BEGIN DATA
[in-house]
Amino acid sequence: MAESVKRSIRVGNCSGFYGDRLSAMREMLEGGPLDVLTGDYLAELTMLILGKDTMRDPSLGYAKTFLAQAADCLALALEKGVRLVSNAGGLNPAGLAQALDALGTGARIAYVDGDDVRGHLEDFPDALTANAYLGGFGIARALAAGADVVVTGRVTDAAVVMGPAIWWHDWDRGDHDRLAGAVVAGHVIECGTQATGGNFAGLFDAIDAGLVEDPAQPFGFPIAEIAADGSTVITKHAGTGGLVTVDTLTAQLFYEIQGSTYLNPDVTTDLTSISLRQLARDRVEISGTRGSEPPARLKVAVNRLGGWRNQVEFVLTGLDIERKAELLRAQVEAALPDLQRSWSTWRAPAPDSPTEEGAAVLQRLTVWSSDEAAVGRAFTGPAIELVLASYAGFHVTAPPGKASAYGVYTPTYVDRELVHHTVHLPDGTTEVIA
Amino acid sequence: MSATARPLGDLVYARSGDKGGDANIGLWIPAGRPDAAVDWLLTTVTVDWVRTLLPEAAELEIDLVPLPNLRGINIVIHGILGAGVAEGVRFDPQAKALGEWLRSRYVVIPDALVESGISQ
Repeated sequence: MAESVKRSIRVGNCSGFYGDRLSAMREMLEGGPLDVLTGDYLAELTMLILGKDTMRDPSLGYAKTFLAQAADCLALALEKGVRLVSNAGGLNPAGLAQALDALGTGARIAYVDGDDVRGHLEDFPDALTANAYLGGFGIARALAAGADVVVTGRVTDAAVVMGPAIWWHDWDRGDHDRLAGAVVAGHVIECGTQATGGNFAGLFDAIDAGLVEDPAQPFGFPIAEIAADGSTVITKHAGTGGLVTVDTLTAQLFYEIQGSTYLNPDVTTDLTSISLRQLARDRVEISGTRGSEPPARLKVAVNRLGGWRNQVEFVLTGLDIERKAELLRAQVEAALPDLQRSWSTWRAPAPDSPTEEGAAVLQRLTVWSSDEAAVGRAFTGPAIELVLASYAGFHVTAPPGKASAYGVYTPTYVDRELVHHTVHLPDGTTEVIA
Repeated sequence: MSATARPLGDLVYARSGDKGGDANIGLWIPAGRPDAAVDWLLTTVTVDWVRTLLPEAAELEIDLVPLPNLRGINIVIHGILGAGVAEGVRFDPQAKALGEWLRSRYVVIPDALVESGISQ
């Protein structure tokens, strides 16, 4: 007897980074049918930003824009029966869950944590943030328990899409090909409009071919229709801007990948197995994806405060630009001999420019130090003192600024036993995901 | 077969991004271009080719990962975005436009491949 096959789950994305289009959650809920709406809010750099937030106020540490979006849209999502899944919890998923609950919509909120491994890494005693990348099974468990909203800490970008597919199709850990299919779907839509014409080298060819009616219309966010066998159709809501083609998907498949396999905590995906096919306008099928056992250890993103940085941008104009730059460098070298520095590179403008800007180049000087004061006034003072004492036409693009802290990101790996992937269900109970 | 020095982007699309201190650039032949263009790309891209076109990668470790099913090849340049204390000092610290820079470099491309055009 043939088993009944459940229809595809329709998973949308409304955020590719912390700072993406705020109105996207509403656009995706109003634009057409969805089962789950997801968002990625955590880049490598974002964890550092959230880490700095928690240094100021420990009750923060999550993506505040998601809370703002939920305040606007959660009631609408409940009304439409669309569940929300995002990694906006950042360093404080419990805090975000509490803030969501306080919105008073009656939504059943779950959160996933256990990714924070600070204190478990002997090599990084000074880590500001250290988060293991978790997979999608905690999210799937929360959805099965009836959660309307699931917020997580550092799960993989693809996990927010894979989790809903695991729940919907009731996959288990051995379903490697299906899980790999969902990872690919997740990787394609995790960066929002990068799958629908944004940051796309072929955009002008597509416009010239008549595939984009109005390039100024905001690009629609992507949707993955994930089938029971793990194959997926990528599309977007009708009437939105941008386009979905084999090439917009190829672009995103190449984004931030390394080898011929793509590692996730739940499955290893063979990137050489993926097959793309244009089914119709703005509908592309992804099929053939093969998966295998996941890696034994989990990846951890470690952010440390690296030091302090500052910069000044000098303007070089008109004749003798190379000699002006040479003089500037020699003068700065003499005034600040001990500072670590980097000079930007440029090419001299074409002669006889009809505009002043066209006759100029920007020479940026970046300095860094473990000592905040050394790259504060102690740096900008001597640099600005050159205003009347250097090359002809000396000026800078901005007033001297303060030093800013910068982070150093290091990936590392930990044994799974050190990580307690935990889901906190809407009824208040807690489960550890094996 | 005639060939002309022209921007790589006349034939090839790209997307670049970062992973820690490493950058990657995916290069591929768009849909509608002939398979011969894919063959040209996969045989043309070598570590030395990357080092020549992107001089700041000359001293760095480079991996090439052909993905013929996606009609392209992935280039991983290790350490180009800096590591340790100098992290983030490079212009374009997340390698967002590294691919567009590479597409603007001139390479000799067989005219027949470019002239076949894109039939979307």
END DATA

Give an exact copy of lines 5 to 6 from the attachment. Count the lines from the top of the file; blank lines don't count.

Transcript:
Repeated sequence: MSATARPLGDLVYARSGDKGGDANIGLWIPAGRPDAAVDWLLTTVTVDWVRTLLPEAAELEIDLVPLPNLRGINIVIHGILGAGVAEGVRFDPQAKALGEWLRSRYVVIPDALVESGISQ
């Protein structure tokens, strides 16, 4: 007897980074049918930003824009029966869950944590943030328990899409090909409009071919229709801007990948197995994806405060630009001999420019130090003192600024036993995901 | 077969991004271009080719990962975005436009491949 096959789950994305289009959650809920709406809010750099937030106020540490979006849209999502899944919890998923609950919509909120491994890494005693990348099974468990909203800490970008597919199709850990299919779907839509014409080298060819009616219309966010066998159709809501083609998907498949396999905590995906096919306008099928056992250890993103940085941008104009730059460098070298520095590179403008800007180049000087004061006034003072004492036409693009802290990101790996992937269900109970 | 020095982007699309201190650039032949263009790309891209076109990668470790099913090849340049204390000092610290820079470099491309055009 043939088993009944459940229809595809329709998973949308409304955020590719912390700072993406705020109105996207509403656009995706109003634009057409969805089962789950997801968002990625955590880049490598974002964890550092959230880490700095928690240094100021420990009750923060999550993506505040998601809370703002939920305040606007959660009631609408409940009304439409669309569940929300995002990694906006950042360093404080419990805090975000509490803030969501306080919105008073009656939504059943779950959160996933256990990714924070600070204190478990002997090599990084000074880590500001250290988060293991978790997979999608905690999210799937929360959805099965009836959660309307699931917020997580550092799960993989693809996990927010894979989790809903695991729940919907009731996959288990051995379903490697299906899980790999969902990872690919997740990787394609995790960066929002990068799958629908944004940051796309072929955009002008597509416009010239008549595939984009109005390039100024905001690009629609992507949707993955994930089938029971793990194959997926990528599309977007009708009437939105941008386009979905084999090439917009190829672009995103190449984004931030390394080898011929793509590692996730739940499955290893063979990137050489993926097959793309244009089914119709703005509908592309992804099929053939093969998966295998996941890696034994989990990846951890470690952010440390690296030091302090500052910069000044000098303007070089008109004749003798190379000699002006040479003089500037020699003068700065003499005034600040001990500072670590980097000079930007440029090419001299074409002669006889009809505009002043066209006759100029920007020479940026970046300095860094473990000592905040050394790259504060102690740096900008001597640099600005050159205003009347250097090359002809000396000026800078901005007033001297303060030093800013910068982070150093290091990936590392930990044994799974050190990580307690935990889901906190809407009824208040807690489960550890094996 | 005639060939002309022209921007790589006349034939090839790209997307670049970062992973820690490493950058990657995916290069591929768009849909509608002939398979011969894919063959040209996969045989043309070598570590030395990357080092020549992107001089700041000359001293760095480079991996090439052909993905013929996606009609392209992935280039991983290790350490180009800096590591340790100098992290983030490079212009374009997340390698967002590294691919567009590479597409603007001139390479000799067989005219027949470019002239076949894109039939979307």